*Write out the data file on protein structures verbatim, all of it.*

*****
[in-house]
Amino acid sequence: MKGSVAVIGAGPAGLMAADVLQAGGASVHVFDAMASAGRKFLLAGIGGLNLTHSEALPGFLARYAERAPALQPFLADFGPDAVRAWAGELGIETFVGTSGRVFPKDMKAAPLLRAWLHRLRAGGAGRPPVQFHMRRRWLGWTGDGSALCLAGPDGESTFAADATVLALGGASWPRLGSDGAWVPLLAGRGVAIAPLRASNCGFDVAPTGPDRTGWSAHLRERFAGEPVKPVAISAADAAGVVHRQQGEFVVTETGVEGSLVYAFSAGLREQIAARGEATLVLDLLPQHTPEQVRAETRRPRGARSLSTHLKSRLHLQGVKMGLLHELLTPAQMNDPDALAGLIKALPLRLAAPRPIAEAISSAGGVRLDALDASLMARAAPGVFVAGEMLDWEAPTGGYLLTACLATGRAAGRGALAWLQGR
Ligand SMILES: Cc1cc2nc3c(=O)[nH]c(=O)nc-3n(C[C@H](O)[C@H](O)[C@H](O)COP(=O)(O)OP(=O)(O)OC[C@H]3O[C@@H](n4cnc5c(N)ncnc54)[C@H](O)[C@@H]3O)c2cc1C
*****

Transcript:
[in-house]
Amino acid sequence: MKGSVAVIGAGPAGLMAADVLQAGGASVHVFDAMASAGRKFLLAGIGGLNLTHSEALPGFLARYAERAPALQPFLADFGPDAVRAWAGELGIETFVGTSGRVFPKDMKAAPLLRAWLHRLRAGGAGRPPVQFHMRRRWLGWTGDGSALCLAGPDGESTFAADATVLALGGASWPRLGSDGAWVPLLAGRGVAIAPLRASNCGFDVAPTGPDRTGWSAHLRERFAGEPVKPVAISAADAAGVVHRQQGEFVVTETGVEGSLVYAFSAGLREQIAARGEATLVLDLLPQHTPEQVRAETRRPRGARSLSTHLKSRLHLQGVKMGLLHELLTPAQMNDPDALAGLIKALPLRLAAPRPIAEAISSAGGVRLDALDASLMARAAPGVFVAGEMLDWEAPTGGYLLTACLATGRAAGRGALAWLQGR
Ligand SMILES: Cc1cc2nc3c(=O)[nH]c(=O)nc-3n(C[C@H](O)[C@H](O)[C@H](O)COP(=O)(O)OP(=O)(O)OC[C@H]3O[C@@H](n4cnc5c(N)ncnc54)[C@H](O)[C@@H]3O)c2cc1C